The Spaniard Amaro Pargo, a corsair and merchant, participated in the West Indies Fleet.

Every year, two fleets left Spain
loaded with European goods in demand in Spanish America, which were guarded by military vessels. The silver from Mexico
and Peru
were the valuable cargo from the Americas. Fleets of fifty or more ships sailed from Spain
to the Mexican port of Veracruz and other to Panama and Cartagena.[27] From the Spanish ports of Seville
or Cádiz, the two fleets bound for the Americas sailed together down the coast of Africa, and stopped at the Spanish territory of the Canary Islands
Canary Islands
for provisions before the voyage across the Atlantic. Once the two fleets reached the Caribbean, the fleets separated. The New Spain
fleet sailed to Veracruz in Mexico
to load not only silver and the valuable red dye cochineal, but also porcelain and silk shipped from China on the Manila
galleons. The Asian goods were brought overland from Acapulco
to Veracruz by mule train. The Tierra Firme fleet, or galeones, sailed to Cartagena to load South American products, most especially silver from Potosí. Some ships went to Portobello on the Caribbean
coast of Panama to load Peruvian silver that had been shipped from the Pacific coast port of Callao. The silver had then been transported across the isthmus of Panama by mule. Other ships went to the Caribbean
island of Margarita, off the coast of Venezuela, to collect pearls which had been harvested from offshore oyster beds. After loading was complete, both fleets sailed for Havana, Cuba, to rendezvous for the journey back to Spain.[28] In Mexico
in 1635, there was an increase of the sales tax levied to finance the fleet, the Armada de Barlovento.[29] Between 1703-1705 began the participation of Spanish corsair Amaro Pargo in the West Indies Fleet. In this period in which he was the owner and captain of the frigate El Ave María y Las Ánimas, a ship with which he sailed from the port of Santa Cruz de Tenerife to that of Havana. He reinvented the benefits of the Canarian-American trade in his estates, mainly destined to the cultivation of the vine of malvasía and vidueño, whose production (mainly the one of vidueño) was sent to America.[30] Shipwrecks[edit] Wrecks of Spanish treasure ships, whether sunk in naval combat or by storms (those of 1622, 1715, 1733 and 1750[31] being among the worst), are a prime target for modern treasure hunters. Many, such as the Nuestra Señora de Atocha, and the Santa Margarita have been salvaged.[32] In August 1750, at least three Spanish merchantmen ran aground in North Carolina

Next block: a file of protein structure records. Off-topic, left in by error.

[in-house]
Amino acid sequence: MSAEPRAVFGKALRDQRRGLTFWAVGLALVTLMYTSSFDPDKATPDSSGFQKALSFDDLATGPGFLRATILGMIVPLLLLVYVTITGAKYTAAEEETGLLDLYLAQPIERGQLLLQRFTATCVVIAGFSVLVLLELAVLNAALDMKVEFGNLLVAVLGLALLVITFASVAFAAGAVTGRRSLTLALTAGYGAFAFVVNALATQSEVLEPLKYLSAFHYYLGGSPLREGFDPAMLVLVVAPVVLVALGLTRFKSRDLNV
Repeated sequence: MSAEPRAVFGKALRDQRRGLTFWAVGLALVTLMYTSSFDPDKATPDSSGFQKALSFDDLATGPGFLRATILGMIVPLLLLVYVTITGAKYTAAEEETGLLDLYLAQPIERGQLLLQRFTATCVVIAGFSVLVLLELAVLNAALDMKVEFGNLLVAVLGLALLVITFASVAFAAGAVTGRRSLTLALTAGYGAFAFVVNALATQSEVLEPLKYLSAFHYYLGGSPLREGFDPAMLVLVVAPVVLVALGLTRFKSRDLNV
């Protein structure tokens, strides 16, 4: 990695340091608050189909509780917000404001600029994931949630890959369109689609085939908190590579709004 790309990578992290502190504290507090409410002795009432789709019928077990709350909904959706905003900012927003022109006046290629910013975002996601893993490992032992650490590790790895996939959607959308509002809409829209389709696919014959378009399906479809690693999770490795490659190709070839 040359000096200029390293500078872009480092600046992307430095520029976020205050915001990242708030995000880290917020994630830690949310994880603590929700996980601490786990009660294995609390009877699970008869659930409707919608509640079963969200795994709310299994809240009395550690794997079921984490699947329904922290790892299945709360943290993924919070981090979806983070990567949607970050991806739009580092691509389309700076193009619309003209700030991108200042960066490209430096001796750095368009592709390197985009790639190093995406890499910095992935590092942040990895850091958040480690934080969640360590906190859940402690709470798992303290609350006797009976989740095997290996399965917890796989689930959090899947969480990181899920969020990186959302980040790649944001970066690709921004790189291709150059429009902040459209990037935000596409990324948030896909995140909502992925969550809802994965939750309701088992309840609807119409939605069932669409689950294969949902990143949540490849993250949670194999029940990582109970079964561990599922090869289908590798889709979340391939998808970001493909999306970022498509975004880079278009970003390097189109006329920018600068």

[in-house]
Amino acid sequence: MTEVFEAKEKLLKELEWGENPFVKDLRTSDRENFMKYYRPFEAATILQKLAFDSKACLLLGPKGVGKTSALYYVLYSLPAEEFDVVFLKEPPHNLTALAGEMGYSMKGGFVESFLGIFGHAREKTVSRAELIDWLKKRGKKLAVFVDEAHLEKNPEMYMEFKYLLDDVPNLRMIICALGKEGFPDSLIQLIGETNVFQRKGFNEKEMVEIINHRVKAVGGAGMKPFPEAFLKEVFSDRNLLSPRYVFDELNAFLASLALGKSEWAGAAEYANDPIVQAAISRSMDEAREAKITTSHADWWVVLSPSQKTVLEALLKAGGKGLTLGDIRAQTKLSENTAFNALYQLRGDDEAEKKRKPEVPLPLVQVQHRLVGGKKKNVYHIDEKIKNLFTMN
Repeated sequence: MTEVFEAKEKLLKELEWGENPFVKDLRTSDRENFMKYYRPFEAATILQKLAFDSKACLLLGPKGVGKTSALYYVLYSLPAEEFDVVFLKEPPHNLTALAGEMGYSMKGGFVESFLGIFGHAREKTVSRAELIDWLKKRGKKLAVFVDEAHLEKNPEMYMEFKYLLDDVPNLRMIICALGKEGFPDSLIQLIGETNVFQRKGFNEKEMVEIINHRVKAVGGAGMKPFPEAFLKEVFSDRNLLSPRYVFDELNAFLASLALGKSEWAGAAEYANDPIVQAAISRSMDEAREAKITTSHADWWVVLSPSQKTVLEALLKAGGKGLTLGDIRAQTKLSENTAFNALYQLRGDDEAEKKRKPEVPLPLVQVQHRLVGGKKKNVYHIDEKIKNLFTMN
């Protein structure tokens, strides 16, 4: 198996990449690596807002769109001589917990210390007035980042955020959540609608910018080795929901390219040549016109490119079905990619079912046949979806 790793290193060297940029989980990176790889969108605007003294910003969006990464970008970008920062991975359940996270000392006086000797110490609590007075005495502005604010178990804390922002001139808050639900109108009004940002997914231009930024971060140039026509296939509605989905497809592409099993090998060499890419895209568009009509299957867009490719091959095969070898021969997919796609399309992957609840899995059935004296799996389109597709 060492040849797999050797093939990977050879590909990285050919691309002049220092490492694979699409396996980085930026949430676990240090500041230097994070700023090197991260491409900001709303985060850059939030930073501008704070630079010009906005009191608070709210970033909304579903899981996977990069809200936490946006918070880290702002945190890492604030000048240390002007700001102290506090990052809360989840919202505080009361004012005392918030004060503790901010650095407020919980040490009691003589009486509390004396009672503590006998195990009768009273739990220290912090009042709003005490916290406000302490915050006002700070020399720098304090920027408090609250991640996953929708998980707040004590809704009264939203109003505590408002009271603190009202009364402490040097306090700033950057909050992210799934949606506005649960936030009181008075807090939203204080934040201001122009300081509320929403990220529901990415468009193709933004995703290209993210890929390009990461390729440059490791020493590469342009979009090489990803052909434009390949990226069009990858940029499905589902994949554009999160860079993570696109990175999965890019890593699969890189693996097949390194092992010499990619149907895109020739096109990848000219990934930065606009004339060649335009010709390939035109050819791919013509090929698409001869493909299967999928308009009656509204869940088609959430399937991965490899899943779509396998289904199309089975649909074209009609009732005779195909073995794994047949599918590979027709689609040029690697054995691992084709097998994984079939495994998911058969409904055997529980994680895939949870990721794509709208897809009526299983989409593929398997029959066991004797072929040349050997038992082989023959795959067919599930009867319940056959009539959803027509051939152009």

North Carolina
during a hurricane. The El Salvador[33] sank near Cape Lookout, the Nuestra Señora De Soledad went ashore near present-day Core Banks and the Nuestra Señora De Guadalupe went ashore near present-day Ocracoke.[34] Encarnación[edit] The wreck of the cargo ship Encarnación, part of the Tierra Firme fleet, was discovered in 2011 with much of its cargo still aboard and part of its hull intact. The Encarnacíon sank in 1681 during a storm near the mouth of the Chagres River
Chagres River
on the Caribbean
side of Panama. The Encarnacíon sank in less than 40 feet of water.[35] The remains of the Urca de Lima
Urca de Lima
from the 1715 fleet and the San Pedro from the 1733 fleet, after being found by treasure hunters, are now protected as Florida Underwater Archaeological Preserves.[36] Capitana[edit] The Capitana (El Rubi) was the flagship of the 1733 fleet; it ran aground during a hurricane near Upper Matecumbe Key, then sank. Three men died during the storm. Afterward, divers recovered most of the treasure aboard. The Capitana was the first of the 1733 ships to be found again in 1938. Salvage workers recovered items from the sunken ship over more than 10 years. Additional gold was recovered in June 2015. The ship's location: is 24° 55.491' north, 80° 30.891' west.[37][38][39] The flow of Spanish treasure[edit]

A silver 8-Reales (Peso) coin minted in México (1621-65).